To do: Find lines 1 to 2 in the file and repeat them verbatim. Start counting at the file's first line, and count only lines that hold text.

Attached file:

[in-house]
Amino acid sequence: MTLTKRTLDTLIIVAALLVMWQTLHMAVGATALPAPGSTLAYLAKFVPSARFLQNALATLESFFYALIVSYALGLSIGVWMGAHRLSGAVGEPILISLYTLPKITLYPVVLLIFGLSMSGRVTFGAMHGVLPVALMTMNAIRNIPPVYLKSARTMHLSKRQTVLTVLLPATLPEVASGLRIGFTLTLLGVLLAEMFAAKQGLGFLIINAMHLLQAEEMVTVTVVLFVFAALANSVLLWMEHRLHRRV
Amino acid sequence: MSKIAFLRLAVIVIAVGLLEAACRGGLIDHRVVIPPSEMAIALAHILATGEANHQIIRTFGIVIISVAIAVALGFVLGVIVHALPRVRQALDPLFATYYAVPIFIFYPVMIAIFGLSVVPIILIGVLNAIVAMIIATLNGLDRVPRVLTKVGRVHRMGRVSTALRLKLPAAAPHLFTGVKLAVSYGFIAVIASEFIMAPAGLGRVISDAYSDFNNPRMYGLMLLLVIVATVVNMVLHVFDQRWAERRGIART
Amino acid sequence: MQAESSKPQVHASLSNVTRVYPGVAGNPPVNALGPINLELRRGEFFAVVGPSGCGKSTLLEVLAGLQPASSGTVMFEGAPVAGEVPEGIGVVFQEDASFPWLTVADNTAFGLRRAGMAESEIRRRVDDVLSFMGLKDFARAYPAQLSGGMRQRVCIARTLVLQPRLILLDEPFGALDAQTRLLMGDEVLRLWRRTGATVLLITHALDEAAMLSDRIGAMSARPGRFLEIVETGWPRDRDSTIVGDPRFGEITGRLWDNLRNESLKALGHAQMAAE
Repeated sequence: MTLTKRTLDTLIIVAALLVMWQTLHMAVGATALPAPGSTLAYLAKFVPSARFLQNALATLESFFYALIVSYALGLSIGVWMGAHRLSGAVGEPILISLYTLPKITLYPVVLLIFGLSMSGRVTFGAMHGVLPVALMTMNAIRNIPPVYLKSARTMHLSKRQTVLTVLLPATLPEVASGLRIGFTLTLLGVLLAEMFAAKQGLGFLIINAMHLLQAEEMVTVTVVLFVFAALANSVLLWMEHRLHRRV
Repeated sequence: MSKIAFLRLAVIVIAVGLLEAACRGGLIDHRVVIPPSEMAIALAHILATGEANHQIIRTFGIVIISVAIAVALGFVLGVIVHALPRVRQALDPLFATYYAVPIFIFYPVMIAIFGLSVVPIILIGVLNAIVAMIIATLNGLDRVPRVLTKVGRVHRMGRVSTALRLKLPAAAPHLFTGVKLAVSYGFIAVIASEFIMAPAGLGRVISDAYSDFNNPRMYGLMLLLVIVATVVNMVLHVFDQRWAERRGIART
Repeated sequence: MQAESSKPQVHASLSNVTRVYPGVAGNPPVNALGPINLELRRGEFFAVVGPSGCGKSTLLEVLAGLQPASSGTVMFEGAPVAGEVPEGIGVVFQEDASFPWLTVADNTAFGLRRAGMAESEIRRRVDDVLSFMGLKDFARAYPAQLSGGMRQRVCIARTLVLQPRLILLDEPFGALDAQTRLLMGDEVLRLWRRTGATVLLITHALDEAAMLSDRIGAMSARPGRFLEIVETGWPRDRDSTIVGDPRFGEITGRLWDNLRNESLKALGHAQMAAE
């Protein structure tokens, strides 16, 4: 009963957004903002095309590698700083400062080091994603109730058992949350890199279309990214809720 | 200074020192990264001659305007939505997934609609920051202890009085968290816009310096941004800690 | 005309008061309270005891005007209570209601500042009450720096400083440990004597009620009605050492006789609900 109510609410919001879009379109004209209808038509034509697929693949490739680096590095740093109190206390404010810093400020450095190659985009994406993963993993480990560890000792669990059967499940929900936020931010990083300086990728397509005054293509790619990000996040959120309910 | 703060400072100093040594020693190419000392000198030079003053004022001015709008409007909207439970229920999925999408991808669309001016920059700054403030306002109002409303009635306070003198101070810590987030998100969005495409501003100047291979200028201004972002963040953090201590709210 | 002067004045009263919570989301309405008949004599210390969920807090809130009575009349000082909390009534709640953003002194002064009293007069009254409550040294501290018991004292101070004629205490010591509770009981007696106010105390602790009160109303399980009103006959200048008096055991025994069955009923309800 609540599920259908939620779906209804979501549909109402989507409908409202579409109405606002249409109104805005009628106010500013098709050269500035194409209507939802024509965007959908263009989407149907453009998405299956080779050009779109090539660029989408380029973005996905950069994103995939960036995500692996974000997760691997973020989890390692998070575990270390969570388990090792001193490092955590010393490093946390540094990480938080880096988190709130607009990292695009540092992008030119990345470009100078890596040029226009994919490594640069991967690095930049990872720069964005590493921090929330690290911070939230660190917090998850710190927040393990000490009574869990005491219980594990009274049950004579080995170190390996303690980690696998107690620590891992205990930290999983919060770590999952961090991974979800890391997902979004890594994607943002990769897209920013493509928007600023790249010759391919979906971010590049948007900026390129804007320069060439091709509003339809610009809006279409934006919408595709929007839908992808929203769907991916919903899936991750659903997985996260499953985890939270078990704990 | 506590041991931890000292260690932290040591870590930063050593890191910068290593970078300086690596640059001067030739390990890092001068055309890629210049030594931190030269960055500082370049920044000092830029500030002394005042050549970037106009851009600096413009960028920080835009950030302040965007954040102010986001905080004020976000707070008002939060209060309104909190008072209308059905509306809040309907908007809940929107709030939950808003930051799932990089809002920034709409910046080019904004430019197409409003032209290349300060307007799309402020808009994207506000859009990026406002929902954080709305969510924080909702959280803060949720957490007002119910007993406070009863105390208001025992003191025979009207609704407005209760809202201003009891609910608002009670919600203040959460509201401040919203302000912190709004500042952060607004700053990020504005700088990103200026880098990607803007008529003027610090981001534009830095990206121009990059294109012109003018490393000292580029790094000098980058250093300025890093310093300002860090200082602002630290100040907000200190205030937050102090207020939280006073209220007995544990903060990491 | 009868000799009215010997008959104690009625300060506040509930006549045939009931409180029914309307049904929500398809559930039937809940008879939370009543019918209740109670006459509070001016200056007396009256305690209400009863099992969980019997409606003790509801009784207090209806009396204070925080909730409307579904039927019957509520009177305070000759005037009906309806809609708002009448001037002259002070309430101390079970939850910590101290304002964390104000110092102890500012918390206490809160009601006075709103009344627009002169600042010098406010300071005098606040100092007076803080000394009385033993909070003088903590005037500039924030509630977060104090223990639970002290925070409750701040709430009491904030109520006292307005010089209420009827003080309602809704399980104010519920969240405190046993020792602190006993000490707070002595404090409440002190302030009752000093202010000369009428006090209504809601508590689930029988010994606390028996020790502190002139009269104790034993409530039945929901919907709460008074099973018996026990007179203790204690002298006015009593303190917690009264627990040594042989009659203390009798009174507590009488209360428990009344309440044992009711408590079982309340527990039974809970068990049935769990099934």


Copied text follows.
[in-house]
Amino acid sequence: MTLTKRTLDTLIIVAALLVMWQTLHMAVGATALPAPGSTLAYLAKFVPSARFLQNALATLESFFYALIVSYALGLSIGVWMGAHRLSGAVGEPILISLYTLPKITLYPVVLLIFGLSMSGRVTFGAMHGVLPVALMTMNAIRNIPPVYLKSARTMHLSKRQTVLTVLLPATLPEVASGLRIGFTLTLLGVLLAEMFAAKQGLGFLIINAMHLLQAEEMVTVTVVLFVFAALANSVLLWMEHRLHRRV